- Cell treatment
Lentivirus overexpressed and knockdown OLFM4 were designed and purchased from Genechem (Genechem, Shanghai, China). Following 48 h transfection, the expression of OLFM4 was detected by western blotting, and the transfected cells were used for further analysis. Cells transfected with empty lentivirus were used as a negative control. Cells were treated with 15 nM 5'-Aza-deoxycytidine (5-Aza, Sigma‑Aldrich, St. Louis, MO, USA) or 1.5 nM PF-00562271, a FAK inhibitor (Selleck, Houston, TX, USA) for 48 h and then used for further analysis.
- Immunohistochemical (IHC) staining
All tissue samples were divided into three slices of tissue microarray as previously described, with each sample in duplicate or triplicate. Slides were deparaffinized in dimethylbenzene and dehydrated in an alcohol gradient. Slides were immersed in 3% hydrogen peroxide to inactivate endogenous peroxidase, and then retrieved in citric acid buffer (pH6.0) in a microwave for 15 min. After cooling, the slices were rinsed with TBST,blocked with normal goat serum, and incubated with primary antibody rabbit monoclonal anti-OLFM4 (1:500 dilution, cell signaling technology) or rabbit monoclonal anti-FAK antibody (1:500 dilution; Cell Signaling Technology, Inc., Danvers, MA, USA) overnight at 4℃. The slides were then washed with TBST and incubated with anti-rabbit secondary antibody (Boster, Wuhan, China) for 2 h at 37℃. The sections were then washed with TBST and stained with a DAB Detection Kit (Solarbio, Beijing, China). Finally, the sections were counterstained with hematoxylin.
- Western blot analysis
RIPA lysis buffer (Boster, Wuhan, China) was used to extract protein from indicated cells. BCA Protein Assay Kit (Thermo Scientific, USA) was used to measure protein concentration. A total of 60 μg of protein was separated on 10% SDS-PAGE gels and blotted onto 0.22 μm nitrocellulose membranes (Boster). The membranes were blocked for 2 hours with 5% nonfat dry milk diluted with tris‑buffered saline (TBS) and incubated with primary antibodies (rabbit monoclonal anti-OLFM4 (1:2,000), rabbit monoclonal anti-phosphorylated-FAK antibody (1:500), rabbit monoclonal anti-FAK antibody (1:1,000), rabbit monoclonal anti-MMP2 (1:1,000), rabbit monoclonal anti-MMP9 (1:3,000), and mouse monoclonal anti-β-actin (1:3,000) (Cell Signaling Technology, Inc., Danvers, MA, USA) overnight at 4℃. The membranes were washed with tris-buffered saline containing 0.1% Tween20 (TBST), and then incubated with the appropriate horseradish peroxidase-conjugated secondary antibody (goat anti-rabbit, 1:3,000; goat anti‑mouse, 1:2,000; Wuhan Boster) for 1 h at 37℃. Enhanced chemiluminescence reagent (Merck Millipore, Germany) was used to detect the signal on the membrane. The data was analyzed via densitometry using Image-Pro plus 6.0 software (Media Cybernetics, Rockville, MD, USA) and normalized to the expression of the internal control (β-actin).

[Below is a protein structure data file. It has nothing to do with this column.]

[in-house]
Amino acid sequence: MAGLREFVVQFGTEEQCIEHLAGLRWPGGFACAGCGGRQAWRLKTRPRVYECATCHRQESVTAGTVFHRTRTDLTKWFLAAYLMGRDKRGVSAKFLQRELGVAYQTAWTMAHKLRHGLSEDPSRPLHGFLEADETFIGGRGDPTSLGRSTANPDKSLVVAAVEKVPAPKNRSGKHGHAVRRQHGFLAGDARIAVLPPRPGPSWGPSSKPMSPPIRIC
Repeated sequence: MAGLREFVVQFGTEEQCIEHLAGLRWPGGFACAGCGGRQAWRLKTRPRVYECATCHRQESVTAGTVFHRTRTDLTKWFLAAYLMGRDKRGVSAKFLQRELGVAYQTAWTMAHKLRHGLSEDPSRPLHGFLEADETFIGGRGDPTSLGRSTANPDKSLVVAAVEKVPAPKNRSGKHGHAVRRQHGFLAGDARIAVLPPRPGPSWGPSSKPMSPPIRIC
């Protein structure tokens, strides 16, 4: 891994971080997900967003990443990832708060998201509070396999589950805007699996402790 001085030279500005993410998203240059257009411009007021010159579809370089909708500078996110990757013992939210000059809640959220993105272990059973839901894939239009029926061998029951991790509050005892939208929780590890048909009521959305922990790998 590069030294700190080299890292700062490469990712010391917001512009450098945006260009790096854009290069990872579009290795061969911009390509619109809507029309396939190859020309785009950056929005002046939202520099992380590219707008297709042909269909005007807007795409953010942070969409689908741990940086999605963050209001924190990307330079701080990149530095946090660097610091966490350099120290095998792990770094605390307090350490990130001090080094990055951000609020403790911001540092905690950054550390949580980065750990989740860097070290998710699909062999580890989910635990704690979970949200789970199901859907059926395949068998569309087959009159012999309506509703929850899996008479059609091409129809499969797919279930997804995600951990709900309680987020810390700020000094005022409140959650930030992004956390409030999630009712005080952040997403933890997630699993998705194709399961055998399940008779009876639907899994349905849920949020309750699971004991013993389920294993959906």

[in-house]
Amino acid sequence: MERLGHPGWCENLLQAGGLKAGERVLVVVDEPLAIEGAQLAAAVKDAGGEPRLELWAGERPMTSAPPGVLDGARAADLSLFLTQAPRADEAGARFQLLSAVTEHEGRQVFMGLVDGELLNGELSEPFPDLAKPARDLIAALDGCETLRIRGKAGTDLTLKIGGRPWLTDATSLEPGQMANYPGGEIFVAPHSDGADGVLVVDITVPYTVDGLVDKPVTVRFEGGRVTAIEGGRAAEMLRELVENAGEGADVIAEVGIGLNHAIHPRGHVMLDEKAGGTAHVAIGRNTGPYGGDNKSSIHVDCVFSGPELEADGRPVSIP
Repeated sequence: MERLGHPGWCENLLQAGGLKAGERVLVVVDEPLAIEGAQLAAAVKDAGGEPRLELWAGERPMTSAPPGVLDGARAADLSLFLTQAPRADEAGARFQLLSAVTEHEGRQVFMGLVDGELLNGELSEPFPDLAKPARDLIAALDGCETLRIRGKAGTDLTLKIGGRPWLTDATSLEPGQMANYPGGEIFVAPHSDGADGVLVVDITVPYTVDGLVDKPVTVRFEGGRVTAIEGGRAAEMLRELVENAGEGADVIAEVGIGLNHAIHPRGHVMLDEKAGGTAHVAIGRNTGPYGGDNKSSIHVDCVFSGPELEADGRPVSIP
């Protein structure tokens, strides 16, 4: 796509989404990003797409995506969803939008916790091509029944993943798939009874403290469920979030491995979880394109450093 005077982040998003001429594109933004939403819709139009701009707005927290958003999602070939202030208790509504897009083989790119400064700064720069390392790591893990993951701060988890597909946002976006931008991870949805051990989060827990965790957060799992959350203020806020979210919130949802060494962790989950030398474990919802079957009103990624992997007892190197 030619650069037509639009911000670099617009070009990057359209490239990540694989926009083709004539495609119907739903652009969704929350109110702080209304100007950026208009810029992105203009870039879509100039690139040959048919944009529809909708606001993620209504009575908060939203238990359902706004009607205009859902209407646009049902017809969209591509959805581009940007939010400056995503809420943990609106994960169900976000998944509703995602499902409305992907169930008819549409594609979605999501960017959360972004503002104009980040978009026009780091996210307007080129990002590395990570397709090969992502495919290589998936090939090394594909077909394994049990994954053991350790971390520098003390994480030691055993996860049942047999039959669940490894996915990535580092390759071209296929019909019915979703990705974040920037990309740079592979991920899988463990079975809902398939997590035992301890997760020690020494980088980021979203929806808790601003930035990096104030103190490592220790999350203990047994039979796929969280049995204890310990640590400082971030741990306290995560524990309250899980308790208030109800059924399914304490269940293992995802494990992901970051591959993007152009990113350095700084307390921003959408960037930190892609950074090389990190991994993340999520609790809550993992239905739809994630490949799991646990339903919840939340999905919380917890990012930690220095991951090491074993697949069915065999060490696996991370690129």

- Measurement of OLFM4 promoter CpG island methylation status by bisulfite genomic sequencing PCR (BSP)
Genomic DNA was extracted from HGC27, SGC-7901 and MGC-803 cells with the TaKaRa Genomic DNA Extraction Kit (TaKaRa Co., China). Genomic DNA (1 μg per sample) was modified with bisulfite using the Epitect Bisulfite Kit Protocol (Qiagen) following the manufacturer's instructions, and the modified DNA was amplified using the following primers: OLFM4 forward, AAAGGTGTGTGAAATGTTGAG, and reverse, CTCTCCCCCATTTTACT. The PCR products were gel extracted (Qiagen) to confirm that a single band had been obtained and were then sequenced by Invitrogen.
- Transwell assay
The indicated cells were starved for 24 h and then resuspended in serum-free medium and added to the upper chamber of the tissue culture plate (BD, Frankin Lakes, New Jersey, United States). The lower chamber was filled with medium containing 10% FBS. Following 48 h incubation, cells attached to the bottom were fixed and stained with crystal violet for 45 min and air dried. The optical density (OD) at 570 nm of crystal violet dissolved by 10% acetic acid was detected by an enzyme immunoassay analyzer (Synergy TM Mx; BioTek, Winooski, VT, USA).
- Statistical analysis
Statistical analyses were performed using GraphPad Prism 5 software (Graphpad Software, Inc., La Jolla, CA, USA) and the data are presented as the mean ± standard deviation. An unpaired two‑tailed Student's t‑test or one way analysis of variance (ANOVA) with Bonferroni t post-test was used to analyze the data depending on conditions. P < 0.05 was considered to indicate a statistically significant difference.